SEKIGUCHI, Yasushi, director of the Social Education Bureau; YAMAZAKI, Kyosuko, director of the Scientific Education Bureau; SHIBANUMA, Naoshi, director of the Athletic Bureau; ARIMITSU, Jiro, director of the Text-Book Bureau; TANAKA, Yoshio, vice-director of the School Education Bureau; INADA, Seisuko, chief of the Secretariat Section; NISHIZAKK, Mogumu,. chief of the Archives and Documents Section; ITO, Hideto, Chief of the Accountant and, con-currently, chief of the Materials Section; and NAKANE, Hideo, chief of the General Affairs Section, were all appointed as councillors of the Temporary Educational Establishment Office.

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ITEM 2 Professor KAWAKAMI - Tokyo Shimbun - 17 January 46. . Translator : T. Ogawa.
Among the scholars and thinkers who have been ousted from universities or colleges "by the heavy oppression of the military clique and the fascists was Professor KAWAKAMI, Hajime, who had put his heart and soul into expounding Karl Marx's “Das Kapital" for nearly half of his career and had made himself popular among young readers by such books as "A Tale of Poverty" (BIMBO MONOGATARI), etc. The Professor was also famous for his hot arguments against the so-called "orthodox political economists," represented then by HIJIKATA, Shigomi and Professor TAKADA, Yasuma, etc.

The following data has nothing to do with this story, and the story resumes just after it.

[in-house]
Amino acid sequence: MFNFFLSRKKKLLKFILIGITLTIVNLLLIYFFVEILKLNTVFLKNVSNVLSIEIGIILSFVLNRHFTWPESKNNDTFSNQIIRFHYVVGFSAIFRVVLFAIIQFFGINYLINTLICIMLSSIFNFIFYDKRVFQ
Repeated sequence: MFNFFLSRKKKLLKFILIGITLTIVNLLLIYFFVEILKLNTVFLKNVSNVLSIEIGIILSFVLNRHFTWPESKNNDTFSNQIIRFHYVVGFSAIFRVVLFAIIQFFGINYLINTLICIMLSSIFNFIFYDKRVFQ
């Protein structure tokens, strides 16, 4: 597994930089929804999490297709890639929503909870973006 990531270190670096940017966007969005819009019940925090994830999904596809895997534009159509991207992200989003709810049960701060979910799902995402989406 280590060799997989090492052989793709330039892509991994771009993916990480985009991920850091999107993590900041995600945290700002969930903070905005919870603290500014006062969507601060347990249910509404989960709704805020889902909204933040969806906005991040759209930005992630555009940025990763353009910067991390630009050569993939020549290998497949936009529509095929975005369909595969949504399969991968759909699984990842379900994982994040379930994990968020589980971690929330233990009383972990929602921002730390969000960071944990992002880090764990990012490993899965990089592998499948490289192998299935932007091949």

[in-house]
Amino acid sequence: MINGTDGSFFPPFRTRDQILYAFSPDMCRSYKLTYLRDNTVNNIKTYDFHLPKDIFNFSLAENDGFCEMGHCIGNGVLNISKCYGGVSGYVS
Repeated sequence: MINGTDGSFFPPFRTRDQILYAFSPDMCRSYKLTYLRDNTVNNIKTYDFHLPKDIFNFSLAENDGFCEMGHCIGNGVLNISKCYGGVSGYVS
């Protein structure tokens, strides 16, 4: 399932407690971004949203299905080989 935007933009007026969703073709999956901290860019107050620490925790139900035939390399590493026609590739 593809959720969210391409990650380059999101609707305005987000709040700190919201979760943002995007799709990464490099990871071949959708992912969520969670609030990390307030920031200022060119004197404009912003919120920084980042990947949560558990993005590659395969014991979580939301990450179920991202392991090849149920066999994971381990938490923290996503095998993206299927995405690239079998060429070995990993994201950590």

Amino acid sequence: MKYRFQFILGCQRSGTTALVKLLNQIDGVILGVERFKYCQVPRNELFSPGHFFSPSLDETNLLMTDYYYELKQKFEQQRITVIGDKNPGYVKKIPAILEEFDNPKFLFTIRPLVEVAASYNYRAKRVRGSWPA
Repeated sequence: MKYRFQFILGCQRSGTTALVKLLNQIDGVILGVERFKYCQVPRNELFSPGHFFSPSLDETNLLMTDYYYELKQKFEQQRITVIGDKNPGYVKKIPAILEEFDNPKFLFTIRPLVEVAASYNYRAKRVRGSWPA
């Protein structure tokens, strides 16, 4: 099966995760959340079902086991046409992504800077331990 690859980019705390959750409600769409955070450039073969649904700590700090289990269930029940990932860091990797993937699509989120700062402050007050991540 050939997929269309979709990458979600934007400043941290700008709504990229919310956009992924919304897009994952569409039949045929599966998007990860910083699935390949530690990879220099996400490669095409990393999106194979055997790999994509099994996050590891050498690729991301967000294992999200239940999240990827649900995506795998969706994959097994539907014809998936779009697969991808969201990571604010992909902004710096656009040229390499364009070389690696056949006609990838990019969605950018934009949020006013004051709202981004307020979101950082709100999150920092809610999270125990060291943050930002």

Later the Professor was imprisoned on a charge of conspiracy with the JAPAN Communist Party. When he regained his freedom, not only JAPAN, but the whole world was thrown into the chaos of war. Under such circumstances, his achievements have almost been forgotten by the people. Despite this, a new era of democratic revolution has finally come, due to JAPAN's. defeat.
The Professor is now 68 years old, and is sick in bed at a small residence in KYOTO-Shi. The former fighter for freedom is suffering from the inevitable senile atrophy as well as from malnutrition. And those who visit the sick old professor every now and then, are limited only to Professor SASAKI, Chuichi, an old intimate friend and Prof. SUEKAWA, Hiroshi, President of the RITSUMEIKAN University and brother-in-law of the Sick man.